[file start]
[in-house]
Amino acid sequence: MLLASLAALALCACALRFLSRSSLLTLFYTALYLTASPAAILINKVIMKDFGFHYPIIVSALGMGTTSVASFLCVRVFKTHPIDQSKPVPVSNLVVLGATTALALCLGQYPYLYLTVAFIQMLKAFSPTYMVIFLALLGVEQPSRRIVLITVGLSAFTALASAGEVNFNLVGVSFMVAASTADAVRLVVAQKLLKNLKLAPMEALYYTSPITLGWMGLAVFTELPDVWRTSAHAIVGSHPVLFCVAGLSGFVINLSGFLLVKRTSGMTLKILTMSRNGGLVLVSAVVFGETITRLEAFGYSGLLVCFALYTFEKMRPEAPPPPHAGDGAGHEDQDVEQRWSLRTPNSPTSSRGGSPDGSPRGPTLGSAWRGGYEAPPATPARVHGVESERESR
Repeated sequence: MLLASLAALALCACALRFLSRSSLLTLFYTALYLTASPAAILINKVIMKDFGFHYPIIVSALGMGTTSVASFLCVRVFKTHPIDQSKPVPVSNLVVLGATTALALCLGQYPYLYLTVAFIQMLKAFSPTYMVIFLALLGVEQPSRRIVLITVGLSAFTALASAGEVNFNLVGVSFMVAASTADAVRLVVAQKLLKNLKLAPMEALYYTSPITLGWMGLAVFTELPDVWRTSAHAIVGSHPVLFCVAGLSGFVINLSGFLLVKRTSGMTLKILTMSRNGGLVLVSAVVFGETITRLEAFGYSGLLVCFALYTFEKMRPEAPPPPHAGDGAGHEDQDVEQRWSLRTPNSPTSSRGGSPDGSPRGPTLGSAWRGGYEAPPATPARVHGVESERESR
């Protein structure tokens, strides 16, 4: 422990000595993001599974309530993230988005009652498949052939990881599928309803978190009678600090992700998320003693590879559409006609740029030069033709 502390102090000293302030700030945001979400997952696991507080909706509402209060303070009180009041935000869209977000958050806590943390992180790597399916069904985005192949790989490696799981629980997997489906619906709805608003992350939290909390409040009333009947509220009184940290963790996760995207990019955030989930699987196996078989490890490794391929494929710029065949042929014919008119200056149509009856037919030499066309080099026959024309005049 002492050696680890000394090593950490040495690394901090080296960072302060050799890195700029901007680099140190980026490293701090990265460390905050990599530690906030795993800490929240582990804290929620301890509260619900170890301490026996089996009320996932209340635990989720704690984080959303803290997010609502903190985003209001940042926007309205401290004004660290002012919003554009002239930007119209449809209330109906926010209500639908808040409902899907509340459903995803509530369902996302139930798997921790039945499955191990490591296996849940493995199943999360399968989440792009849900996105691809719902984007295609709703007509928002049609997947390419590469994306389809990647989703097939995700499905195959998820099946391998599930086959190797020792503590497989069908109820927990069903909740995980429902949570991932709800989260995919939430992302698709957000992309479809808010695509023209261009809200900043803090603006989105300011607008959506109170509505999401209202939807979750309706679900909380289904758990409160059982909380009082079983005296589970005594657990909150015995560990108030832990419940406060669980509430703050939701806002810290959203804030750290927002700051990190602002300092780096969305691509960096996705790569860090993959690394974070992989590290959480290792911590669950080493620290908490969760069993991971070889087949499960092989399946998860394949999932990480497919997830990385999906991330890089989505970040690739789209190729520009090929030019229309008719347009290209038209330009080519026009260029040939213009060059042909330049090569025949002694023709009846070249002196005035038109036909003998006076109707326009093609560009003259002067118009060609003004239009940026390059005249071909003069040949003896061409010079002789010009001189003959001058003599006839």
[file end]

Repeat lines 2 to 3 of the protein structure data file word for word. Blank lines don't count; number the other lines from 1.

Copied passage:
Amino acid sequence: MLLASLAALALCACALRFLSRSSLLTLFYTALYLTASPAAILINKVIMKDFGFHYPIIVSALGMGTTSVASFLCVRVFKTHPIDQSKPVPVSNLVVLGATTALALCLGQYPYLYLTVAFIQMLKAFSPTYMVIFLALLGVEQPSRRIVLITVGLSAFTALASAGEVNFNLVGVSFMVAASTADAVRLVVAQKLLKNLKLAPMEALYYTSPITLGWMGLAVFTELPDVWRTSAHAIVGSHPVLFCVAGLSGFVINLSGFLLVKRTSGMTLKILTMSRNGGLVLVSAVVFGETITRLEAFGYSGLLVCFALYTFEKMRPEAPPPPHAGDGAGHEDQDVEQRWSLRTPNSPTSSRGGSPDGSPRGPTLGSAWRGGYEAPPATPARVHGVESERESR
Repeated sequence: MLLASLAALALCACALRFLSRSSLLTLFYTALYLTASPAAILINKVIMKDFGFHYPIIVSALGMGTTSVASFLCVRVFKTHPIDQSKPVPVSNLVVLGATTALALCLGQYPYLYLTVAFIQMLKAFSPTYMVIFLALLGVEQPSRRIVLITVGLSAFTALASAGEVNFNLVGVSFMVAASTADAVRLVVAQKLLKNLKLAPMEALYYTSPITLGWMGLAVFTELPDVWRTSAHAIVGSHPVLFCVAGLSGFVINLSGFLLVKRTSGMTLKILTMSRNGGLVLVSAVVFGETITRLEAFGYSGLLVCFALYTFEKMRPEAPPPPHAGDGAGHEDQDVEQRWSLRTPNSPTSSRGGSPDGSPRGPTLGSAWRGGYEAPPATPARVHGVESERESR